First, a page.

New Day Jazz
Many of the poems in Errançities had their origins in my visits to the beautiful French-speaking island of Guadeloupe. “Errance” is a French word meaning to “to wander,” or a “roving, wandering life,” also, “a risky, edgy, wandering life.” The title poem, “Errançities,” exemplifies all these concepts for me, as do other poems in the collection. I first discovered the word while reading the poems of Edouard Glissant, the late, distinguished poet, philosopher, novelist, and critical thinker from Martinique. I fell in love with the word and its meaning, and it seemed to apply to my life and the poems I was writing at the time—poems about different places I was visiting in the world.
But, and although I love the word “errance” and what it means, I felt it wasn’t exactly what I needed. So I coined the neologism errançities, an expression I felt more at home with, especially in the way the new word sounded, rolled off my tongue, and because it contains the word “cities” in it. In my mind I think of the word as a noun, because it identifies people, animals, places or things, even abstract concepts.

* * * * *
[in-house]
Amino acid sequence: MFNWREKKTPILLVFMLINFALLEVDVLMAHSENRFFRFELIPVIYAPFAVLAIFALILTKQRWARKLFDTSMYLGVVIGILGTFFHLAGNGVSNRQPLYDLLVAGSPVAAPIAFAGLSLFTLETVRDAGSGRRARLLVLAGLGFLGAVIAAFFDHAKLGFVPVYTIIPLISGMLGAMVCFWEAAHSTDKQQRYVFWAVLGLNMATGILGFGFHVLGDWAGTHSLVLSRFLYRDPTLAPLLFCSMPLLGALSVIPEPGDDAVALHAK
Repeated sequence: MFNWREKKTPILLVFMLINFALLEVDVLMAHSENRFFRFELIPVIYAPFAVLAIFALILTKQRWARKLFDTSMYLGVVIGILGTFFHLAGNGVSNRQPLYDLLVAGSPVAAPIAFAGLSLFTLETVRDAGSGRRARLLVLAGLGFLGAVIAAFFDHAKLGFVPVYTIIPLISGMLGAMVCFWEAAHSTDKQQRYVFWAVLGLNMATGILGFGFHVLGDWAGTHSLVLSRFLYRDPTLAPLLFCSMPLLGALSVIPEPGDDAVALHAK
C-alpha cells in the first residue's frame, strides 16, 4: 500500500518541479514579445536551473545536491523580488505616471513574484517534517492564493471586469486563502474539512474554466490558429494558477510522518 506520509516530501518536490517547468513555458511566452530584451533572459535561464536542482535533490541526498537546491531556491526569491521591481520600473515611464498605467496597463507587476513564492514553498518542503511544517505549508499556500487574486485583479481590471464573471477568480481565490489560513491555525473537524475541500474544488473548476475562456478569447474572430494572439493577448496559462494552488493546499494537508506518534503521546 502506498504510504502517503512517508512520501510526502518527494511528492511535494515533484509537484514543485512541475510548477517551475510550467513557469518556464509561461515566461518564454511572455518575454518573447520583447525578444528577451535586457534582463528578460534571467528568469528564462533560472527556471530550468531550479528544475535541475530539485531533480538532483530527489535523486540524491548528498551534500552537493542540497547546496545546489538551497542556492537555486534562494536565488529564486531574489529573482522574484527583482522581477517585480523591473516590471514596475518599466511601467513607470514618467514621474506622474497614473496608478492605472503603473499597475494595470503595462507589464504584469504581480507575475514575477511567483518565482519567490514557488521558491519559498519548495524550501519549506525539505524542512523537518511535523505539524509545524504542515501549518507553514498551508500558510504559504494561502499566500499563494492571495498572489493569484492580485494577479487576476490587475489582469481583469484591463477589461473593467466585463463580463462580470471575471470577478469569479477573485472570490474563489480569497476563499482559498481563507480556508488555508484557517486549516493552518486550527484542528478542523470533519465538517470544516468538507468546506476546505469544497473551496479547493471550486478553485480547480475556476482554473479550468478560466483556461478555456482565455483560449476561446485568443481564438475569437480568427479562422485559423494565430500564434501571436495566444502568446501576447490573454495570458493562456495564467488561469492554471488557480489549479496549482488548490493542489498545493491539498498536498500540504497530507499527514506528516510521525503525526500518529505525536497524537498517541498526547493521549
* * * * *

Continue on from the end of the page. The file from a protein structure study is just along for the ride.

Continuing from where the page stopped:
The rhythm and tone of errançities was also closer to another neologism of mine, Trancircularities, which was the title of my seventh book of poems, published by Coffee House in 2002. Also, in my mind, errançities means plural wanderings of many lives, rather than one life. Thus, Errançities is the title of this new book of poems: I hope you enjoy some of them.
—Quincy Troupe, January 19th, 2012, New York City
photo of Quincy Troupe by Chris Felver
Blues & Classical & Experimental & Jazz & Poetry & Literature
Missed the Show?